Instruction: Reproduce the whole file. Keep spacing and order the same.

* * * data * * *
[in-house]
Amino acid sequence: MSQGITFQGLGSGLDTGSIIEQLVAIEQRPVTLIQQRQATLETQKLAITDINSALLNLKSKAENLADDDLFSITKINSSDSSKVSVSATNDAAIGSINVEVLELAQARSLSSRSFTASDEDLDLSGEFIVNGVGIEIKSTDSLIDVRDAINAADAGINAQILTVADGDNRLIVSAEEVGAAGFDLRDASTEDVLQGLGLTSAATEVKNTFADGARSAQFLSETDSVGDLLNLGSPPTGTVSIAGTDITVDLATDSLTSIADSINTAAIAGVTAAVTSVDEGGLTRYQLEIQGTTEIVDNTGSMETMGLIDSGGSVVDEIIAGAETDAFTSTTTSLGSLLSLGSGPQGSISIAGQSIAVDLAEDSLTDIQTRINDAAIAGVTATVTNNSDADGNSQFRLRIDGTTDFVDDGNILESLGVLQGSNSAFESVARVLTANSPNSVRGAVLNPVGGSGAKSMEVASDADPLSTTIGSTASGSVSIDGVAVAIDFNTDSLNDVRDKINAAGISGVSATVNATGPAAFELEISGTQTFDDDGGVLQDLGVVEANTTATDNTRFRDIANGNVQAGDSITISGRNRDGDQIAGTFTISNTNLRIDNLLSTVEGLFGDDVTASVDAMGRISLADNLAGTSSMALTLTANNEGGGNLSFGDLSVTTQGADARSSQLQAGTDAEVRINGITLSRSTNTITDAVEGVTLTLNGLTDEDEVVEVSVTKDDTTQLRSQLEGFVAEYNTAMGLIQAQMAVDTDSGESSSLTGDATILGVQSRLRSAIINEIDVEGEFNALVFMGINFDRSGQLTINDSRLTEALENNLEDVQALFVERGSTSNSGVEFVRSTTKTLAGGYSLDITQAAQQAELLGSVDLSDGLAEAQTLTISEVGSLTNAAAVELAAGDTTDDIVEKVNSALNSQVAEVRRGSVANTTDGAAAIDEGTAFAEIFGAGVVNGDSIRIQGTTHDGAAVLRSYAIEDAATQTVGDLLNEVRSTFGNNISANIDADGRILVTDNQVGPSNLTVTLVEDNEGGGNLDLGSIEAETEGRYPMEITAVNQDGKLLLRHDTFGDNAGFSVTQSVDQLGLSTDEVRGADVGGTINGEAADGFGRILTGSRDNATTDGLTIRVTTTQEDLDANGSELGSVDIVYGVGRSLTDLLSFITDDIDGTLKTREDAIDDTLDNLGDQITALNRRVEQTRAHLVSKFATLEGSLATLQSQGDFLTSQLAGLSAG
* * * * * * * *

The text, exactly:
[in-house]
Amino acid sequence: MSQGITFQGLGSGLDTGSIIEQLVAIEQRPVTLIQQRQATLETQKLAITDINSALLNLKSKAENLADDDLFSITKINSSDSSKVSVSATNDAAIGSINVEVLELAQARSLSSRSFTASDEDLDLSGEFIVNGVGIEIKSTDSLIDVRDAINAADAGINAQILTVADGDNRLIVSAEEVGAAGFDLRDASTEDVLQGLGLTSAATEVKNTFADGARSAQFLSETDSVGDLLNLGSPPTGTVSIAGTDITVDLATDSLTSIADSINTAAIAGVTAAVTSVDEGGLTRYQLEIQGTTEIVDNTGSMETMGLIDSGGSVVDEIIAGAETDAFTSTTTSLGSLLSLGSGPQGSISIAGQSIAVDLAEDSLTDIQTRINDAAIAGVTATVTNNSDADGNSQFRLRIDGTTDFVDDGNILESLGVLQGSNSAFESVARVLTANSPNSVRGAVLNPVGGSGAKSMEVASDADPLSTTIGSTASGSVSIDGVAVAIDFNTDSLNDVRDKINAAGISGVSATVNATGPAAFELEISGTQTFDDDGGVLQDLGVVEANTTATDNTRFRDIANGNVQAGDSITISGRNRDGDQIAGTFTISNTNLRIDNLLSTVEGLFGDDVTASVDAMGRISLADNLAGTSSMALTLTANNEGGGNLSFGDLSVTTQGADARSSQLQAGTDAEVRINGITLSRSTNTITDAVEGVTLTLNGLTDEDEVVEVSVTKDDTTQLRSQLEGFVAEYNTAMGLIQAQMAVDTDSGESSSLTGDATILGVQSRLRSAIINEIDVEGEFNALVFMGINFDRSGQLTINDSRLTEALENNLEDVQALFVERGSTSNSGVEFVRSTTKTLAGGYSLDITQAAQQAELLGSVDLSDGLAEAQTLTISEVGSLTNAAAVELAAGDTTDDIVEKVNSALNSQVAEVRRGSVANTTDGAAAIDEGTAFAEIFGAGVVNGDSIRIQGTTHDGAAVLRSYAIEDAATQTVGDLLNEVRSTFGNNISANIDADGRILVTDNQVGPSNLTVTLVEDNEGGGNLDLGSIEAETEGRYPMEITAVNQDGKLLLRHDTFGDNAGFSVTQSVDQLGLSTDEVRGADVGGTINGEAADGFGRILTGSRDNATTDGLTIRVTTTQEDLDANGSELGSVDIVYGVGRSLTDLLSFITDDIDGTLKTREDAIDDTLDNLGDQITALNRRVEQTRAHLVSKFATLEGSLATLQSQGDFLTSQLAGLSAG